Roger Henry Brown Sr., age 92, of Gainesville, Ga., passed away Tuesday, Jan. 14, 2014, at his residence.
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A memorial service is scheduled for Saturday, March 1, 2014, at the Grace Episcopal Church in Gainesville.
Roger Henry Brown Sr., was born on Nov. 22, 1921, in Wheeler County, Ga., the son of Daisy Blann and William Sloan Brown. He had five siblings: Verna, Carrie Lee, Eva Dee, Waldo and Dorothy Hilda. He grew up on a small farm near the town of McRae, Ga., and at age 21, entered Company A of the U.S. Navy's 78th Construction Battalion (SeaBees), serving from 1942-45. His company was charged with building runways, docks and housing on a series of Pacific Islands including New Caledonia, New Guinea, Los Negros, Admiralty Islands, Ponam and ultimately, Okinawa. On Ponam, the Company was charged with the daunting task of constructing an operational runway in 11 days and succeeded, foreshadowing a future signature achievement in Brown's career.
Upon the war's conclusion, he enrolled in the Georgia Institute of Technology and graduated in 1952 with a degree in civil engineering. He was a member of the Sigma Nu fraternity. At Georgia Tech, while still a student, he was asked to design a bridge in nearby Athens and was one of the first to use a new approach to engineering design called the "critical path method." He liked to point out that University of Georgia football fans would often stand on a bridge designed by a Georgia Tech engineer to watch football games.
Also in 1952, Brown wed Mary Carolyn Moore to whom he was happily married for 61 years. They began married life in Rome, Ga., and moved in 1956 to Gainesville. He worked for several years for the Georgia Department of Transportation before being hired in 1963 to Southeastern Highway Contracting Company as an engineer. He was quickly named President and under his leadership, the fledgling company grew to be one of the most successful highway contractors in the state.
Southeastern built hundreds of miles of interstate highway in Georgia, Florida, Alabama, Tennessee and North and South Carolina. The firm also undertook a job with a biblical timetable, the construction of runways on the new Atlanta Airport over a compressed schedule of 40 days and 40 nights, while the existing airport continued to operate. Severe penalties would be imposed if the schedule was missed and bonuses awarded if it was exceeded. Perhaps having learned from the Navy experience on the island of Ponam, Brown and Southeastern completed the project ahead of schedule.
In addition to his career, Brown was generous in his service of the community. He was a member of Rotary and served as its president in 1987-88. He served as President of the Chattahoochee Country Club from 1972-73. He was appointed to the board of directors of the First National Bank of Gainesville and served from 1974-92. He received the 1977 Public Service Award from the Consulting Engineers Council of Georgia, was named Engineer of the Year in Construction by the Georgia Society of Professional Engineers in 1978, and recently received the Lifetime Achievement Award from the Georgia Highway Contractors Association. In 1978, he was given the Silver Beaver Award by the Boy Scouts of America for his service. In 2000, he was inducted into the Georgia Tech Hall of Fame.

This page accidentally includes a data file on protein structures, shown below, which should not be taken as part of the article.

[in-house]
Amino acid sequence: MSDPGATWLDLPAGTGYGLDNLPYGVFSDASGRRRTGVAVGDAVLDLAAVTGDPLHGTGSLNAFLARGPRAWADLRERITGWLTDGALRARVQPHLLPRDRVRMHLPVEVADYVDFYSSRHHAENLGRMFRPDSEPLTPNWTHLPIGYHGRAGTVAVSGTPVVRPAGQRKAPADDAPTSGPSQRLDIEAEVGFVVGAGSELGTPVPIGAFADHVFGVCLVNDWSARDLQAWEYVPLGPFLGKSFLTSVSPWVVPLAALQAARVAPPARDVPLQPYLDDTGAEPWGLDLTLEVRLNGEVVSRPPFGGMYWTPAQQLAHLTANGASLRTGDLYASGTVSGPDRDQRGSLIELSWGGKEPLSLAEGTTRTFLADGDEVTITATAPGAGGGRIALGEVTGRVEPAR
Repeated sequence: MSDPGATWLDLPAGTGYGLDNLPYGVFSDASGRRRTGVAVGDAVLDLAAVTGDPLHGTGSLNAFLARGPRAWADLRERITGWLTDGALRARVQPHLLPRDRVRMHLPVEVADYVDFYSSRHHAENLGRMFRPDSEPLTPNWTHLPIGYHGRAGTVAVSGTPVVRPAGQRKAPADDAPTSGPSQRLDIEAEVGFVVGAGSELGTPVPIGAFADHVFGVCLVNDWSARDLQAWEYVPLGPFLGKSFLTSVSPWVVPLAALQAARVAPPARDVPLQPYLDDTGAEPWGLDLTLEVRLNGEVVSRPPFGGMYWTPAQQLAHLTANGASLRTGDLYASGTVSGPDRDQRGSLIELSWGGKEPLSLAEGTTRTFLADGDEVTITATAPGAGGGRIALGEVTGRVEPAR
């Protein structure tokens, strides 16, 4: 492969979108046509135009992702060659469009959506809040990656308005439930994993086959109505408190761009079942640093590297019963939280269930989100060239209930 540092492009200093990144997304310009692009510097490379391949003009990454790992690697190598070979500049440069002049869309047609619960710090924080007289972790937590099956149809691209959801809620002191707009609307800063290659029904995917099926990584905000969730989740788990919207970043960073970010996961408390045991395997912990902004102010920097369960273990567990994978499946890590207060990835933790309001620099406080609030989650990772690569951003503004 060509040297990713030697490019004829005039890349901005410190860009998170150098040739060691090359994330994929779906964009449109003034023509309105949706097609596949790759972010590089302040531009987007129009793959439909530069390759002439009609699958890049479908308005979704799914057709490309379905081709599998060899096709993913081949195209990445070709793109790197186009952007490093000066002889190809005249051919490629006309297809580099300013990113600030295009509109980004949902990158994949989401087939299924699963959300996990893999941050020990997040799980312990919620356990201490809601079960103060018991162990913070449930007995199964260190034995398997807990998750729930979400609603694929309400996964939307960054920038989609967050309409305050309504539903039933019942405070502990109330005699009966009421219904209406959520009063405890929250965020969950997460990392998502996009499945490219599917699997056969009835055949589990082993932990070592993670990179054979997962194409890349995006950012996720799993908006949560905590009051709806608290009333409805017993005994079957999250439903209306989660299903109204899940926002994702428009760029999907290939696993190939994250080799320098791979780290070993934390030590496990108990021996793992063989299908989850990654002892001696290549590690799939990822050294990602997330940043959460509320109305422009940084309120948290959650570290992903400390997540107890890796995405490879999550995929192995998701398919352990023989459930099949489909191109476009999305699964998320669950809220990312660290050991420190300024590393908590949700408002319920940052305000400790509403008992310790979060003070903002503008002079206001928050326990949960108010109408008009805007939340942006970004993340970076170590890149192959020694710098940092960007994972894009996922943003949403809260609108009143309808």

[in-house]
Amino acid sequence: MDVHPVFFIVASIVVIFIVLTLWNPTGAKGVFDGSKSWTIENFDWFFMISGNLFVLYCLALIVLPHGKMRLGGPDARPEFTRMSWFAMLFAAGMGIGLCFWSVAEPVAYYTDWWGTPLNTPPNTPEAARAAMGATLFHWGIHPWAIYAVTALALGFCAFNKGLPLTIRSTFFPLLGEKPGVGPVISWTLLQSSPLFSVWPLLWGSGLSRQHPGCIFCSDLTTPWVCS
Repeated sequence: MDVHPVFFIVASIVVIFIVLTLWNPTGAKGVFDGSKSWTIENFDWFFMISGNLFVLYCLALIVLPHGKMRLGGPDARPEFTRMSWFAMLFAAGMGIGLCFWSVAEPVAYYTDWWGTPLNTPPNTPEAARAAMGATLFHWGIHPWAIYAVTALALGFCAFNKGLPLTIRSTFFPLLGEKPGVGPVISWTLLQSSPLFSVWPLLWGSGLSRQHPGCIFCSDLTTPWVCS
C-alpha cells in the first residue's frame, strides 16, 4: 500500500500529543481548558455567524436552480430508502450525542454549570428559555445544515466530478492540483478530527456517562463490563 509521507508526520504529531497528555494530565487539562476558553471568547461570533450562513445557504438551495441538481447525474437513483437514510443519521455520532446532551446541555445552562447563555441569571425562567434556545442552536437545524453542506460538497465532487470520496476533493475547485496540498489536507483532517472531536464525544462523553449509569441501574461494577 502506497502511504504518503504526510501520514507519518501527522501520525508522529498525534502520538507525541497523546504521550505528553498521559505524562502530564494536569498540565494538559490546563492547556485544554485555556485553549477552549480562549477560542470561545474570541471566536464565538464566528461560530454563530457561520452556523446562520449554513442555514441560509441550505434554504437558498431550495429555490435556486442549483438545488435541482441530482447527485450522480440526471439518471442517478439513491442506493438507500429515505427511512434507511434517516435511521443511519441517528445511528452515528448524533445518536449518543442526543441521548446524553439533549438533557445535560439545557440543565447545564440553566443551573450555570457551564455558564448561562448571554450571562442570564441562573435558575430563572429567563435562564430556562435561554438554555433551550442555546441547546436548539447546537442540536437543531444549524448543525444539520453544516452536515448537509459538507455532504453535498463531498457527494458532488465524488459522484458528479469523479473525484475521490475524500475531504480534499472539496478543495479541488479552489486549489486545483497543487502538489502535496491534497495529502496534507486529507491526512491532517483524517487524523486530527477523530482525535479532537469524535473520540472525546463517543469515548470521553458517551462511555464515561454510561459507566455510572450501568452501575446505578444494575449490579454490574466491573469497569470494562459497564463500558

Despite his numerous achievements, friends and family knew him as a quiet, caring and loving person. He was generous and modest to a fault. Employees of his company frequently showed up at his door for advice, encouragement, even emergency loans, which he offered without hesitation. While talented at games of all kinds, like Scrabble, chess and poker, he was legendary for his skills at checkers. On the ship that carried his company home from World War II, another company was combined with his. The checkers champion of that company had heard of Brown's prowess and challenged him, refusing to quit until he won. The two company champions met in single combat at first supported by large cheering sections. They competed for 18 hours - the other player never won a game.
Brown was a devoted and loving husband and an unconditionally supportive father. He is survived by his wife, Carolyn; son, Roger Jr.; daughter-in-law, Linda Mason; three grandchildren, Farrell, Lucas and Gracie; and his brother, Waldo.
Gifts in lieu of flowers may be offered to: Eagle Ranch P.O. 7200 Chestnut Mountain, GA 30502; Grace Episcopal Church, 422 Brenau Ave., Gainesville, GA 30501; Berklee College of Music American Roots program Berklee College of Music
Attn: Edie Germano, Gifts Processor MS-1140-IA 1140 Boylston St., Boston, MA 02215, 617-747-2236; or a
Memorial Park North Riverside Chapel, 989 Riverside Drive, Gainesville, GA, 770-297-6200. Online condolences may be expressed at www.memorialparkfuneralhomes.com.
Memorial Park North Riverside Chapel
989 Riverside Drive
Gainesville, GA 30501
Published in gainesvilletimes.com on Jan. 19, 2014